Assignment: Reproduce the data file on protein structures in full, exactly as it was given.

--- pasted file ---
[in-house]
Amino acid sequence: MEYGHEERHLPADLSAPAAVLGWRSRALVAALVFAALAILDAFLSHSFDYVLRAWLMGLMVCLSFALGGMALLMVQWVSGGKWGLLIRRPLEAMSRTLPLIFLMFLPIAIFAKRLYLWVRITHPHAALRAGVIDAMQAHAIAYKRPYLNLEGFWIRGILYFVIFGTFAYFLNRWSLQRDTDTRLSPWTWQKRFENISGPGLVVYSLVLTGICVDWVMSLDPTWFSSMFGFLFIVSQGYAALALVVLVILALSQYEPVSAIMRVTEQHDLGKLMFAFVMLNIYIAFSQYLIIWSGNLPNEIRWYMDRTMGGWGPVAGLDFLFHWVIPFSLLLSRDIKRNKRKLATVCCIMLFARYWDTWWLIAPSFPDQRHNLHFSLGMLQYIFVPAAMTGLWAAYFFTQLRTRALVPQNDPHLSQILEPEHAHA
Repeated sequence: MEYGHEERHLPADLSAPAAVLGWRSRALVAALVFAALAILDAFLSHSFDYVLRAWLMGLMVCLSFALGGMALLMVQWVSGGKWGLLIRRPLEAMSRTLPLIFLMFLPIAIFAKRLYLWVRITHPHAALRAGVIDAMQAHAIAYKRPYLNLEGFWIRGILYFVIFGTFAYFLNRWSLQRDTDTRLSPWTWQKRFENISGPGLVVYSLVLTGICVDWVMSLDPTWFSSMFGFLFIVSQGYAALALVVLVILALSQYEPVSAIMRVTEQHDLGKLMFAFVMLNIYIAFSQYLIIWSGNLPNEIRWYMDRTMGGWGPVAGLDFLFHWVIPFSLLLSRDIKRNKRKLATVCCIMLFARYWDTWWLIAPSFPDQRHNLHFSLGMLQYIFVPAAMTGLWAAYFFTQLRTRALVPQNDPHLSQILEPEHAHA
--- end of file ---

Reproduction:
[in-house]
Amino acid sequence: MEYGHEERHLPADLSAPAAVLGWRSRALVAALVFAALAILDAFLSHSFDYVLRAWLMGLMVCLSFALGGMALLMVQWVSGGKWGLLIRRPLEAMSRTLPLIFLMFLPIAIFAKRLYLWVRITHPHAALRAGVIDAMQAHAIAYKRPYLNLEGFWIRGILYFVIFGTFAYFLNRWSLQRDTDTRLSPWTWQKRFENISGPGLVVYSLVLTGICVDWVMSLDPTWFSSMFGFLFIVSQGYAALALVVLVILALSQYEPVSAIMRVTEQHDLGKLMFAFVMLNIYIAFSQYLIIWSGNLPNEIRWYMDRTMGGWGPVAGLDFLFHWVIPFSLLLSRDIKRNKRKLATVCCIMLFARYWDTWWLIAPSFPDQRHNLHFSLGMLQYIFVPAAMTGLWAAYFFTQLRTRALVPQNDPHLSQILEPEHAHA
Repeated sequence: MEYGHEERHLPADLSAPAAVLGWRSRALVAALVFAALAILDAFLSHSFDYVLRAWLMGLMVCLSFALGGMALLMVQWVSGGKWGLLIRRPLEAMSRTLPLIFLMFLPIAIFAKRLYLWVRITHPHAALRAGVIDAMQAHAIAYKRPYLNLEGFWIRGILYFVIFGTFAYFLNRWSLQRDTDTRLSPWTWQKRFENISGPGLVVYSLVLTGICVDWVMSLDPTWFSSMFGFLFIVSQGYAALALVVLVILALSQYEPVSAIMRVTEQHDLGKLMFAFVMLNIYIAFSQYLIIWSGNLPNEIRWYMDRTMGGWGPVAGLDFLFHWVIPFSLLLSRDIKRNKRKLATVCCIMLFARYWDTWWLIAPSFPDQRHNLHFSLGMLQYIFVPAAMTGLWAAYFFTQLRTRALVPQNDPHLSQILEPEHAHA